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    * Taarof *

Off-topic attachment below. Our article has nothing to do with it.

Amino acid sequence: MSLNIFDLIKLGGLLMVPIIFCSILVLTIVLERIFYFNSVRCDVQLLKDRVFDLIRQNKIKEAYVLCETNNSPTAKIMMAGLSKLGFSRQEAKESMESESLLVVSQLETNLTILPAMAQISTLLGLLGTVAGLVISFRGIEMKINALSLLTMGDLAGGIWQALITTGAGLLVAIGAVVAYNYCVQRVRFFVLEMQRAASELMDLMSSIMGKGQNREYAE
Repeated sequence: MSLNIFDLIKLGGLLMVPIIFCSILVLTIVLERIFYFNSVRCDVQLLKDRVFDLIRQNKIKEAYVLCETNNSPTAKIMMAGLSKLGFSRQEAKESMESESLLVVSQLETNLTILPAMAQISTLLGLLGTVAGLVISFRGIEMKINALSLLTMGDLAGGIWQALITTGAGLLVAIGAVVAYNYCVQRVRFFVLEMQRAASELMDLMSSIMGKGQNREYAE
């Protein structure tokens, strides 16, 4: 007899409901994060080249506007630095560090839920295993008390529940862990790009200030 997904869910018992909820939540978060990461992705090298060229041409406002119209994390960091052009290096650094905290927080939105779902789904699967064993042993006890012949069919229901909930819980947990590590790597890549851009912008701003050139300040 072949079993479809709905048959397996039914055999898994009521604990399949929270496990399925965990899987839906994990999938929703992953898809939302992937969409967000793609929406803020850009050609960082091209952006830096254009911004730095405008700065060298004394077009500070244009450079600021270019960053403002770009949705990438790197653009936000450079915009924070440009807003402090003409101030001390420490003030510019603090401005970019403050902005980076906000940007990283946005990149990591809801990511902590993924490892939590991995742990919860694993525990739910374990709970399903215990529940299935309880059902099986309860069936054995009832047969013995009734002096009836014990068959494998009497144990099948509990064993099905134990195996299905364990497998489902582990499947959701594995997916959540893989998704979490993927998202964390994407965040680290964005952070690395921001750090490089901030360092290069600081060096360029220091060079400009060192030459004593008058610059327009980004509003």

تعارف


    Iranian_Flag_Hand_Love_Heart.jpg